Engineering, Environment and Sustainability, Passenger Rail, Rail Supply, Rolling stock & Rail Vehicle Design

Alstom to deliver 17 intercity trains to Algeria

Alstom Coradia Polyvalent for Algeria's SNTF. Graphic: Alstom

Alstom, one of the four organisations shortlisted to deliver NSW’s next intercity fleet, has won a contract to deliver 17 of its Coradia Polyvalent intercity trains to Algeria’s Société Nationale des Transports Ferroviaires (SNTF).

The contract, worth around 200 million euros (A$302 million), will have the first train delivered in January 2018, according to the French-headquartered Alstom.

The investment is part of SNTF’s programme to modernise and extend its network.

The trains will link capital Algiers to other cities within Algeria, including Oran (350km away), Annaba (420km), Constantine (320km) and Béchar (750km).

“We are delighted that SNTF has placed its confidence in Alstom,” the transport company’s senior vice president in the Middle East, Gian-Luca Erbacci said.

“Already adopted by SNCF and the French regions since 2009, Coradia Polyvalent is the ideal choice to meet Algeria’s transport needs.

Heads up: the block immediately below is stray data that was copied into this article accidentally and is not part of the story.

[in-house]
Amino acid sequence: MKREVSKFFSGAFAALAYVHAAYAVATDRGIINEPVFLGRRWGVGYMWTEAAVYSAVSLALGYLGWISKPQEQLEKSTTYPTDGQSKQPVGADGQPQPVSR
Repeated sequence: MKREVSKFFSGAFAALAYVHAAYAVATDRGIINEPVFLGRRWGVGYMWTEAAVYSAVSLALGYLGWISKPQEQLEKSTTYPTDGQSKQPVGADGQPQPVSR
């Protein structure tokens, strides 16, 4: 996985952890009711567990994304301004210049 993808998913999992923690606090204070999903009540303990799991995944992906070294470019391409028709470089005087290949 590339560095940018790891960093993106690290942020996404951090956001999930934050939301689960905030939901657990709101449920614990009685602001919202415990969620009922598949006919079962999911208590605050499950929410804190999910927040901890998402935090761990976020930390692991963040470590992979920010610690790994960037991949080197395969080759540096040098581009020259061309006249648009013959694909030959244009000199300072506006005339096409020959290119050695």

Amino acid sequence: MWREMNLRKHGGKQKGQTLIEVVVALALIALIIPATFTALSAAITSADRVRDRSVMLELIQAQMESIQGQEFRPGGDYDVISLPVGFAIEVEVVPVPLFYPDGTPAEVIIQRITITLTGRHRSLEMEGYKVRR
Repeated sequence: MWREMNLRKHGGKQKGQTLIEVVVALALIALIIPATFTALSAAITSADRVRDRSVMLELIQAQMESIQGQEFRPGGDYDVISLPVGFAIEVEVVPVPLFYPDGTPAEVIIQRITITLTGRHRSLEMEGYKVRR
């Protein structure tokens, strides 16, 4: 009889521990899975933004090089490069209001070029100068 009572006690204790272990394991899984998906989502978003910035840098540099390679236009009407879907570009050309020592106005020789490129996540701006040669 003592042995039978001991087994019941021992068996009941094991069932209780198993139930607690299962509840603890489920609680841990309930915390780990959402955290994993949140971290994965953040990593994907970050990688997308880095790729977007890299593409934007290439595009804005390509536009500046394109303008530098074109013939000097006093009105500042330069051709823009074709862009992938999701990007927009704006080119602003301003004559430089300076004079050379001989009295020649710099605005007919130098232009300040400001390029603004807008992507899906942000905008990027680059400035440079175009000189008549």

“Algerian passengers can be sure that they are travelling on trains with the latest technical innovations, combining comfort, performance and protection of the environment.”

The Coradia Polyvalent for Algeria is a dual-mode train (diesel and electric, 25 kV) able to travel at 160km/h. With a total length of 110 metres, the train has six carriages and provides capacity for 265 passengers.

In its intercity tender, Transport for NSW is asking for trains to run on the electrified NSW TrainLink network. It’s also reportedly after double-decker trains – a key difference between TfNSW’s needs, and the trains being delivered to Algeria.

But there are also a lot of similarities between the Alstom trains for Algeria, and the ones it might offer to TfNSW in the next stage of the tender process.

Alstom says its Coradia Polyvalent fleet is adapted to hot conditions, with a highly efficient air conditioning system. The trains have low-floor entry ways, allowing for easy access.

“Accessible to everyone, particularly passengers with reduced mobility, [the train design] respects the latest [European mobility] standards,” the company said. “Finally, the train’s design and highly efficient motors eliminate noise and vibration for unparalleled comfort.”

Alstom’s site in Reichshoffen, France will design, produce and test the 17 trains. Five other French sites will contribute to the project: Saint-Ouen for the design, Le Creusot for the bogies, Ornans for the motors and alternators, Tarbes for the traction chains and Villeurbanne for the on-board electronics and passenger information system.

Alstom is competing for the NSW intercity tender with three other organisations: a consortium of Downer EDI Rail and CNR Changchun Railway Vehicles; a consortium of UGL Rail Services, Mitsubishi Electric Australia and CSR Corporation; and Swiss group Stadler Bussnang.